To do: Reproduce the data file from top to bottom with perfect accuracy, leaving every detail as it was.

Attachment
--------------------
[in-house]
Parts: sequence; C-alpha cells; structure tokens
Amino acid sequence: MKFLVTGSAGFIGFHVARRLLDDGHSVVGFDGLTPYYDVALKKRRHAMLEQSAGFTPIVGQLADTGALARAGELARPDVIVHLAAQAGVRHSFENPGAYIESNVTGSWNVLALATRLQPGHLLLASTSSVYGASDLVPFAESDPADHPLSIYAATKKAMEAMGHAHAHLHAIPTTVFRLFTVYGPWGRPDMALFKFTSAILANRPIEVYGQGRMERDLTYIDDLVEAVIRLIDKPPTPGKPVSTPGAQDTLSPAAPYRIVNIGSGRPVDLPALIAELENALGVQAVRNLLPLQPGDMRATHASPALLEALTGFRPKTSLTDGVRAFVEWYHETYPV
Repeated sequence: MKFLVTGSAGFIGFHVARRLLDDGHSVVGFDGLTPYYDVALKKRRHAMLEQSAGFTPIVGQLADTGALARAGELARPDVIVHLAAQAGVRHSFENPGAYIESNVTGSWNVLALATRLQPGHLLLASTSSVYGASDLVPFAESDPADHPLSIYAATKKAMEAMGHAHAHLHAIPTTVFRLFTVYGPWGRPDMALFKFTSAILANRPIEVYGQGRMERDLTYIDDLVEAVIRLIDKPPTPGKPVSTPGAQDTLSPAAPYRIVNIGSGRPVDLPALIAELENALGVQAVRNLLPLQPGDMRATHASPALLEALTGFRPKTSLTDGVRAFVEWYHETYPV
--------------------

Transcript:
[in-house]
Parts: sequence; C-alpha cells; structure tokens
Amino acid sequence: MKFLVTGSAGFIGFHVARRLLDDGHSVVGFDGLTPYYDVALKKRRHAMLEQSAGFTPIVGQLADTGALARAGELARPDVIVHLAAQAGVRHSFENPGAYIESNVTGSWNVLALATRLQPGHLLLASTSSVYGASDLVPFAESDPADHPLSIYAATKKAMEAMGHAHAHLHAIPTTVFRLFTVYGPWGRPDMALFKFTSAILANRPIEVYGQGRMERDLTYIDDLVEAVIRLIDKPPTPGKPVSTPGAQDTLSPAAPYRIVNIGSGRPVDLPALIAELENALGVQAVRNLLPLQPGDMRATHASPALLEALTGFRPKTSLTDGVRAFVEWYHETYPV
Repeated sequence: MKFLVTGSAGFIGFHVARRLLDDGHSVVGFDGLTPYYDVALKKRRHAMLEQSAGFTPIVGQLADTGALARAGELARPDVIVHLAAQAGVRHSFENPGAYIESNVTGSWNVLALATRLQPGHLLLASTSSVYGASDLVPFAESDPADHPLSIYAATKKAMEAMGHAHAHLHAIPTTVFRLFTVYGPWGRPDMALFKFTSAILANRPIEVYGQGRMERDLTYIDDLVEAVIRLIDKPPTPGKPVSTPGAQDTLSPAAPYRIVNIGSGRPVDLPALIAELENALGVQAVRNLLPLQPGDMRATHASPALLEALTGFRPKTSLTDGVRAFVEWYHETYPV